Decision-making in rugby and implications for coach education: the elicited case of naturalistic, differentiated and disruptive decision-making

Cunningham, Darren, Grecic, David orcid iconORCID: 0000-0003-1487-8327 and Richards, Pamela orcid iconORCID: 0000-0003-4242-981X (2023) Decision-making in rugby and implications for coach education: the elicited case of naturalistic, differentiated and disruptive decision-making. Journal of Qualitative Research in Sports Studies, 17 (1). pp. 127-152. ISSN 1754-2375

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Decision-making in team sports has attracted significant interest over recent
decades by those in pursuit of excellence. None more so than by the three
authors who have worked, researched, and supported coach and athlete
development in this area cumulatively for over 60 years. This paper therefore
presents an amalgamation of learning in the form of a retrospective narrative
discussion around the key tenants of Decision Making (DM) with the sport
of rugby union being utilised as the exemplar. Specifically, here the first
author is asked to reflect upon his life in sport as a rugby player, coach and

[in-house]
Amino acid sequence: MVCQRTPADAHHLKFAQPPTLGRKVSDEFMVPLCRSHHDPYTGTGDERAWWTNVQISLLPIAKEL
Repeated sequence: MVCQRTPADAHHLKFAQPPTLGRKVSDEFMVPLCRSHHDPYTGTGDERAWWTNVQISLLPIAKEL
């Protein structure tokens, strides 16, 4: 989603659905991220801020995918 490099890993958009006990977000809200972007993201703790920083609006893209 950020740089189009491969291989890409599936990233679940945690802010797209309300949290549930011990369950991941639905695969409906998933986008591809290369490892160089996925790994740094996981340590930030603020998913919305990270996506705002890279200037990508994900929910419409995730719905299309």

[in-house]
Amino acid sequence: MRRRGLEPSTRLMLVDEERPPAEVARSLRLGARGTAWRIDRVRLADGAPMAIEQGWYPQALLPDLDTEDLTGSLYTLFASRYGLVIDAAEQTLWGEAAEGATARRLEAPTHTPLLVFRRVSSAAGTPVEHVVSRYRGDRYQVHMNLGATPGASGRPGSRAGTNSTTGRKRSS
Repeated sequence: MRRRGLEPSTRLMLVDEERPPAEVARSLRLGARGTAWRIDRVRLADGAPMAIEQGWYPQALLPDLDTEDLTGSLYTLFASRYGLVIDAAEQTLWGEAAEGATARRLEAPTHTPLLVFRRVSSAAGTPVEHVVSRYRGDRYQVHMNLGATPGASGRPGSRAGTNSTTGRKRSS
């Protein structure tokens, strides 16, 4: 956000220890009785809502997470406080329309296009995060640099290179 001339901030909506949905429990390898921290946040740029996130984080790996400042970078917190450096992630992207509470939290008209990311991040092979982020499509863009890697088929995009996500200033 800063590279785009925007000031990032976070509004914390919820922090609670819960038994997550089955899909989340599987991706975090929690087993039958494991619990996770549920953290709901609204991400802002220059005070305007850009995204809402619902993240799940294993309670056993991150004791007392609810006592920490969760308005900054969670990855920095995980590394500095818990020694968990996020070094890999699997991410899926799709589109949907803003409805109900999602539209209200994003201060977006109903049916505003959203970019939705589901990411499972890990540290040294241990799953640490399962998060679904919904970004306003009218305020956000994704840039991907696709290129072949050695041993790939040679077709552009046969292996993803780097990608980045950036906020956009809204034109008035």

coach education tutor against various DM frameworks and debates which
have shaped his own development. The second and third authors act as
critical friends and provide additional research context within each section’s
discussion. Interestingly a landscape is presented where Decision Making
emphasis has generally been placed upon the offensive phase of the game
which has in-turn driven coaching pedagogy and attention of those engaged
in these sports. The authors therefore propose that this focus is too limiting,
and that coach education provision needs to explore decision-making in more
depth to differentiate the types of decisions being made and the DM
processes that underpin them. They describe the merit of Naturalistic
Decision Making and the use of Shared Mental Models as valuable lenses by
which to view DM in team sports and on which to base future coach learning.
Finally, the authors introduce an additional element to the team DM arena,
that of Disruptive Decision Making and offer rugby exemplars of how NDM
and SMMs can provide the foundations upon which coaches should base
their practice. The authors make a call to action for coaching to address a
wider taxonomy of decision-making within team sports’ training and match
contexts. Recommendations are then provided for how coach education
might better develop the DM practices of both coaches and their athletes.

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